This view of law and justice is contested by Callicles, who argues that by nature it is right for the stronger to rule.12 Laws are mere conventions, created by the weak to restrain the strong. The truly admirable man is strong enough to ignore the restraints of law and gratify his desires at will (482c–484c, 488c– 492e). Callicles thus agrees with Protagoras that laws are human creations that benefit the community at large, but his attitude toward law thus understood is totally different. According to Protagoras, laws deserve everyone’s support because without them life would be intolerable, but according to Callicles, they have no claim on those strong enough to break them with impunity. Only the weak and worthless have a motive for obedience. As the dialogue progresses, Callicles proves unable to defend this ideal of unlimited self-gratification against Socrates’ persistent questioning. This leaves the way open for Socrates to reassert his view that the good, which is the object of everything we do, is to be distinguished from pleasure. An orator who genuinely sought the good would aim to create regularity (taxis) and order (kosmos) in the souls of his audiences. These orderly states of the soul are called “law” (nomos) and “lawful” (nomimos). Those with souls ordered in this way possess the virtues of justice (dikaiosunê) and self-restraint (sophrosunê) (503e–504d). They are brought about by restraining the desires of an unhealthy soul. Such restraint is called kolasis (“discipline” or “correction”).

In this part of the Gorgias Socrates identifies law with order and harmony, particularly the order and harmony of the just soul. The same principles, Socrates claims, characterize a healthy body, a well-made artefact, and even the universe at large. In fact, the universe is called cosmos (“order”) because, according to wise men, “heaven and earth, gods and men are held together by community (koinonia) and friendship (philia), and orderliness, temperance and justice” (507e–508a). Thus, in the view presented in the Gorgias, law is so far from being a purely human creation that it governs the entire universe. Earthly courts and legislative assemblies may, of course, be led astray by orators who pander to the masses, but, Socrates claims in the mythical account of divine judgment that rounds off the dialogue, the just will be rewarded and the wicked punished after death (523a–527e).13 So, whatever may be the case with the positive laws of existing cities, genuine laws, such as would be enacted by true statesmen, promote the true good of the citizens by creating order and harmony in their souls.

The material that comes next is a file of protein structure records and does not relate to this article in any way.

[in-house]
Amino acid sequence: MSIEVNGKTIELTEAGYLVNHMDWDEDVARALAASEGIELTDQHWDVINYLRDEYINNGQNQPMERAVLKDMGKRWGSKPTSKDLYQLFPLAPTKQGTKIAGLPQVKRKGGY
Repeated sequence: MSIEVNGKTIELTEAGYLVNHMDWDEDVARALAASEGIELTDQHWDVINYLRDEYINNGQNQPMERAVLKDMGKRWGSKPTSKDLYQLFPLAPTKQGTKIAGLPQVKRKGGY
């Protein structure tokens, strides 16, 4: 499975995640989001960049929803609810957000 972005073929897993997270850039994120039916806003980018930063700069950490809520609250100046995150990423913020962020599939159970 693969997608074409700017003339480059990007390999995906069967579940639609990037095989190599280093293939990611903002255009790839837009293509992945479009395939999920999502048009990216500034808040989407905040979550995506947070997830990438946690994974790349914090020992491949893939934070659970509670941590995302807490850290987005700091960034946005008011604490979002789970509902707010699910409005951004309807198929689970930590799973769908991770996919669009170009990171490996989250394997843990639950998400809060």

3.3 The Philosophy of Law in Plato’s Republic

Plato’s Republic is primarily an investigation of the nature and value of justice, though it also deals with many other questions about morality and society, about the nature of reality, and about the possibility of knowledge. The questions“What is justice?” and “Is it worth our while to be just?” are raised in Book I. There Socrates encounters Cephalus, for whom justice consists simply in the kinds of behavior conventionally regarded as just, such as telling the truth and giving back what one owes, and Polemarchus who sees justice as a matter of helping friends and harming enemies. Socrates shows that neither view can be defended in a coherent way (328b–336a). He is then challenged by a more formidable opponent, the sophist Thrasymachus, who claims that “justice is the interest of the stronger” (338c–339a). His point is that what is commonly called “justice” is simply obedience to the positive laws of one’s community. These laws, as a matter of fact, embody the interests of the domi- nant party. The implication is that everyone else should ignore considerations of “justice” if they can get away with it.14 Although he does not appeal explicitly to the sophistic distinction between nomos and phusis, Thrasymachus is evidently using similar ideas to undermine conventional morality. He goes on to claim that justice is “another person’s interest,” in other words, that just acts always benefit someone else. So the unjust person always gets the better of the just one. As Thrasymachus sees it, justice is thus mere stupidity; the genuinely wise and admirable person is the one who gets away with injustice. Best of all is the tyrant who exploits the city for his own benefit (343b–344c).